A Corbin man, who is accused of trying to hire a hit man through an Internet message board nearly two years ago, got some good news during a court hearing Monday afternoon.
Special Judge Samuel Spaulding indicated that he will likely grant a request by defense attorneys to move Tristan Hall’s upcoming trial for a fraudulent insurance act charge to another county due to extensive pre-trial publicity in Whitley County on Hall’s cases.
"You probably can’t go too many circles in this county that there hasn’t been some discussion. It is not just the newspaper. It’s what you hear at the coffee shop. It’s what you hear at the ballgame," Spaulding noted.
While the trial will be moved outside of Whitley County, Spaulding said he likely won’t approve a defense request to move it either to Fayette County or his home county of Marion County, but instead probably a county surrounding Whitley County.
Hall, 31, has felony charges pending in three cases in Whitley County.
He is charged with criminal solicitation to commit murder in connection with a Jan. 10, 2013 incident where he allegedly advertised on the popular website Topix that he would pay someone $5,000 cash for the murder of Melissa Jones Davis and the concealment of her body.
On March 2 of this year, Hall was indicted for retaliating against a participant in the legal process
In June 2014, Hall allegedly made threats to Allen Trimble, who was prosecuting Hall for criminal solicitation to commit murder.
He has since recused as prosecutor in that case.
On March 2 of this year, Hall was also indicted for fraudulent insurance acts over $500.
On April 9, 2013 through Sept. 26, 2013, Hall allegedly acting alone or in concert with others falsified an insurance claim in order to obtain insurance benefits worth $500 or more from U.S.A.A. Casualty Insurance Company, according to his indictment.
The case allegedly involved a fur coat that a relative had given Hall that went missing and was reported stolen only to be found two or three weeks later, defense attorneys have said previously.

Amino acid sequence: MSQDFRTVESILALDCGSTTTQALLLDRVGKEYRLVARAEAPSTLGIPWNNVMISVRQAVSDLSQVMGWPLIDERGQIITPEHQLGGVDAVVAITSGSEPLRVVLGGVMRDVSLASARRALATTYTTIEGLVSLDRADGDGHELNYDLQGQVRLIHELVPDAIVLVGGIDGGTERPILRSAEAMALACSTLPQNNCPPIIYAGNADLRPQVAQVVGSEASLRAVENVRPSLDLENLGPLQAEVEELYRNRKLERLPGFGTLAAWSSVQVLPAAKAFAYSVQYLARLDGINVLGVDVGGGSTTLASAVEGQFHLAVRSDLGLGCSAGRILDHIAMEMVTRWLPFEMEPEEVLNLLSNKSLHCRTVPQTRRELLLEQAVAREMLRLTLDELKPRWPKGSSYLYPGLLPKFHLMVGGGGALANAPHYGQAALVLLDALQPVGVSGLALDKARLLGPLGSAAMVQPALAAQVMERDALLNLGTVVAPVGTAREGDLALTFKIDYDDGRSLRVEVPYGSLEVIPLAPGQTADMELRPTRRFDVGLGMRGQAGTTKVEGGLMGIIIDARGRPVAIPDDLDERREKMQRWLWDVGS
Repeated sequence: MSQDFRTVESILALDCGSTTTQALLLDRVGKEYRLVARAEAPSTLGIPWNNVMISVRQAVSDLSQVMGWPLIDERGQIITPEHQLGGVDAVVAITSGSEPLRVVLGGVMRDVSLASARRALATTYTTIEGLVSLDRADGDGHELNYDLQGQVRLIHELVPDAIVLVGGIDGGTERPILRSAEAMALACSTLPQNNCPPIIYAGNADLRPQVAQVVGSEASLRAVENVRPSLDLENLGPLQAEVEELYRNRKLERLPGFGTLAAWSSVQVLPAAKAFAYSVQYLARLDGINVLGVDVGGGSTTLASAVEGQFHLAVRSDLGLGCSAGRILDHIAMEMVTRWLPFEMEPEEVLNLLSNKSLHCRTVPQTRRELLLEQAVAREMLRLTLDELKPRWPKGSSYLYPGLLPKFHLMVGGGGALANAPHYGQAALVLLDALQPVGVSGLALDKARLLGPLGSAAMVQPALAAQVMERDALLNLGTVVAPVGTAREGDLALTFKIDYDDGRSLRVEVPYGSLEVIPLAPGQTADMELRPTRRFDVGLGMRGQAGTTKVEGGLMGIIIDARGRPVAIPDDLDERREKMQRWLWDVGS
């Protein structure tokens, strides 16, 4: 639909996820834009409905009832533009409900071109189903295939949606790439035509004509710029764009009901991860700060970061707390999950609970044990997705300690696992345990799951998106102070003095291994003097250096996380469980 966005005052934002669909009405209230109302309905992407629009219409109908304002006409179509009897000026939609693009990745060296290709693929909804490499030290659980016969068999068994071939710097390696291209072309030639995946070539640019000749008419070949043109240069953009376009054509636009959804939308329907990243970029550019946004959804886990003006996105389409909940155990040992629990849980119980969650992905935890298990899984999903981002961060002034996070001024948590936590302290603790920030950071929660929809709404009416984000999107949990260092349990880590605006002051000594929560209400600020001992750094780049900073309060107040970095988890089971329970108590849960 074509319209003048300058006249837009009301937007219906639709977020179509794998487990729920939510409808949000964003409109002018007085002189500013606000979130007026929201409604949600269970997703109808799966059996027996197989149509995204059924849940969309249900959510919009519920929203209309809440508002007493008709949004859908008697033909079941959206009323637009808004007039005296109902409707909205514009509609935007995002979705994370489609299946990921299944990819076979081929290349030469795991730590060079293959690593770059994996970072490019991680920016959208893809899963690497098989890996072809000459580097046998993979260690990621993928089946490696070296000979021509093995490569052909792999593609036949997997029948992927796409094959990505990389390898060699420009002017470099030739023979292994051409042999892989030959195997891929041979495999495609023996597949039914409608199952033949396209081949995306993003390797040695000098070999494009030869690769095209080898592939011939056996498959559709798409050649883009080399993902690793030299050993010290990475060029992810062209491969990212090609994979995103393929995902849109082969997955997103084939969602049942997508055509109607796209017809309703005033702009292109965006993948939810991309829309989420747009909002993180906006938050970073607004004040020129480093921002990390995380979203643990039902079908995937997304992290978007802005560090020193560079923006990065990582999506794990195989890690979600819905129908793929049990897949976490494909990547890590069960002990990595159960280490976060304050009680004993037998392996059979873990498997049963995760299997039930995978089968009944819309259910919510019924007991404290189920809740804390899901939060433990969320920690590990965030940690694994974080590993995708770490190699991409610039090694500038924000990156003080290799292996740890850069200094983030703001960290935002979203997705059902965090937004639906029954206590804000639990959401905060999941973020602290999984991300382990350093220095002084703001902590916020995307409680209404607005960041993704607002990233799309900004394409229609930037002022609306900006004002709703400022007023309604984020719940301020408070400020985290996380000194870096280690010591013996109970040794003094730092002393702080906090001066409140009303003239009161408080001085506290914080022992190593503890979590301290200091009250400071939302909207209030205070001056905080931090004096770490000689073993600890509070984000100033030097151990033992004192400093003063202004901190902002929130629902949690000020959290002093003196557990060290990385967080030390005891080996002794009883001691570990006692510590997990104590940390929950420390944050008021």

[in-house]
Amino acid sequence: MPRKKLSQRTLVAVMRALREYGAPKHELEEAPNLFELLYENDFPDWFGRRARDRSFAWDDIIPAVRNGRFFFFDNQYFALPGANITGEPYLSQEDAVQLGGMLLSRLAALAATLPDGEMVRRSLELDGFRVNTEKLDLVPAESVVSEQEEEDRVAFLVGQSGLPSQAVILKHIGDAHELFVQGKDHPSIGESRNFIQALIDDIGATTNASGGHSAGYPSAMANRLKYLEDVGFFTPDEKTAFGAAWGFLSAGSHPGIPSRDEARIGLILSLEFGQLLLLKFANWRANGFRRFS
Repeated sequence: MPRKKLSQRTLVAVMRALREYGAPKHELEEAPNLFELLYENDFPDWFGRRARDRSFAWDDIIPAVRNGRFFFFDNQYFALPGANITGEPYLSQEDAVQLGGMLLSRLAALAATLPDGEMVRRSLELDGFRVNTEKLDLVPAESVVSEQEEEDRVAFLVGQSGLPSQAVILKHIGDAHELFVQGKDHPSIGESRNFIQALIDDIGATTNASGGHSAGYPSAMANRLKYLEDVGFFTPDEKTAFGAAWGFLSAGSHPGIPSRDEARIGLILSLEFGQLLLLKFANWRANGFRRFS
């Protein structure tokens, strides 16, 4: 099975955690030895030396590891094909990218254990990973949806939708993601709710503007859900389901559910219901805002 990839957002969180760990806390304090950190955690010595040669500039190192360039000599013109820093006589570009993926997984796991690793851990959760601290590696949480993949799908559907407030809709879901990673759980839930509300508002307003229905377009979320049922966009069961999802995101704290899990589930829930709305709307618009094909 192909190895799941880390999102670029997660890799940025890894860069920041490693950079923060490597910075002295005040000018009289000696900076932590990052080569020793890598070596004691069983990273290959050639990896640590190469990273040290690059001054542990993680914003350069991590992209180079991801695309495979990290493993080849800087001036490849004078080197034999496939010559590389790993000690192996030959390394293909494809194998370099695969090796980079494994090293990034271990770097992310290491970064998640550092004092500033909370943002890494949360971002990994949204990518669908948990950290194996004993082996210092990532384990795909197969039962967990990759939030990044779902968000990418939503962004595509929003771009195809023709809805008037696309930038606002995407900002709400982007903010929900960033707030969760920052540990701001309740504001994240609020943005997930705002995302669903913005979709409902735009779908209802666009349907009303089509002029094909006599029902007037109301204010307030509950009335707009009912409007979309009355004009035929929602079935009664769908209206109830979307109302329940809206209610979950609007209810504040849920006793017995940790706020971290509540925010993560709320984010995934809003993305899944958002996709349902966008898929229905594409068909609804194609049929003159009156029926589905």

Special Prosecutor Jackie Steele said the decision to try the fraudulent insurance acts case first instead of one of the other two cases was largely a matter of practicality given the limited amount of time he had to prepare for the trial.
"In regards to witness lists and getting people together, the commonwealth is going to pick the one that would be more efficient for them in getting people in here and out before a jury," he said.
During Monday’s hearing, Spaulding noted that if he had it to do over again, he probably would have ordered that the oldest case be tried first rather than giving prosecutors the option of which case to try first.
Spaulding also gave Hall some more good news Monday afternoon by agreeing to release $240,000 of the money that his family had put up as bond in the criminal solicitation to commit murder case.
Hall still has a $10,000 cash bond in that case and a separate $10,000 cash bond that covers both his fraudulent insurance act case and his retaliation case.
When Spaulding set Hall’s bond in the cases last month, he indicated that he would be willing to release some of the cash in the solicitation case provided there were no problems between when he was released and his court date Monday.
Spaulding left the other conditions of Hall’s bonds in place, which include that he stay out of trouble, wear an ankle-monitoring device and not use a computer.
Spaulding did grant a defense request Monday that Hall be allowed to travel to a private investigator’s office to assist with his trial preparation.
Spaulding scheduled a final pretrial conference in the case for June 16 at 3 p.m. in Whitley Circuit Court.